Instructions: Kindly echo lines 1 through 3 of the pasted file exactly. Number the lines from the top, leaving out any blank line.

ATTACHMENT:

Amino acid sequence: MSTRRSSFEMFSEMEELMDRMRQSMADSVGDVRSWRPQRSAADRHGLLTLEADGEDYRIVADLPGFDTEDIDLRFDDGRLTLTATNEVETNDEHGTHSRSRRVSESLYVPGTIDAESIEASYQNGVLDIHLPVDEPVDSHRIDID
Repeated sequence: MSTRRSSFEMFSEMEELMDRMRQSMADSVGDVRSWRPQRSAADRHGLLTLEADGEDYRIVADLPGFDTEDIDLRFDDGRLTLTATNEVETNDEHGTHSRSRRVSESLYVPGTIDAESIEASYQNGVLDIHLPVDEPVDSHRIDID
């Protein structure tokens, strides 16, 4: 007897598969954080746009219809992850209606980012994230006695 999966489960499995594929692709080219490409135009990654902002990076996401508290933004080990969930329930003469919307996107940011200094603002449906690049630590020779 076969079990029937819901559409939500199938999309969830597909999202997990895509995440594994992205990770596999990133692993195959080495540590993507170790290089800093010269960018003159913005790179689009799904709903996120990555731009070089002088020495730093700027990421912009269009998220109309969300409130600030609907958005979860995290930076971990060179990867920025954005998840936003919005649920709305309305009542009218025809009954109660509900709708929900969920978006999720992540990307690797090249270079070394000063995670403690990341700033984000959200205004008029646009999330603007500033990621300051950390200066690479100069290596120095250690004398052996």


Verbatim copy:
Amino acid sequence: MSTRRSSFEMFSEMEELMDRMRQSMADSVGDVRSWRPQRSAADRHGLLTLEADGEDYRIVADLPGFDTEDIDLRFDDGRLTLTATNEVETNDEHGTHSRSRRVSESLYVPGTIDAESIEASYQNGVLDIHLPVDEPVDSHRIDID
Repeated sequence: MSTRRSSFEMFSEMEELMDRMRQSMADSVGDVRSWRPQRSAADRHGLLTLEADGEDYRIVADLPGFDTEDIDLRFDDGRLTLTATNEVETNDEHGTHSRSRRVSESLYVPGTIDAESIEASYQNGVLDIHLPVDEPVDSHRIDID
């Protein structure tokens, strides 16, 4: 007897598969954080746009219809992850209606980012994230006695 999966489960499995594929692709080219490409135009990654902002990076996401508290933004080990969930329930003469919307996107940011200094603002449906690049630590020779 076969079990029937819901559409939500199938999309969830597909999202997990895509995440594994992205990770596999990133692993195959080495540590993507170790290089800093010269960018003159913005790179689009799904709903996120990555731009070089002088020495730093700027990421912009269009998220109309969300409130600030609907958005979860995290930076971990060179990867920025954005998840936003919005649920709305309305009542009218025809009954109660509900709708929900969920978006999720992540990307690797090249270079070394000063995670403690990341700033984000959200205004008029646009999330603007500033990621300051950390200066690479100069290596120095250690004398052996």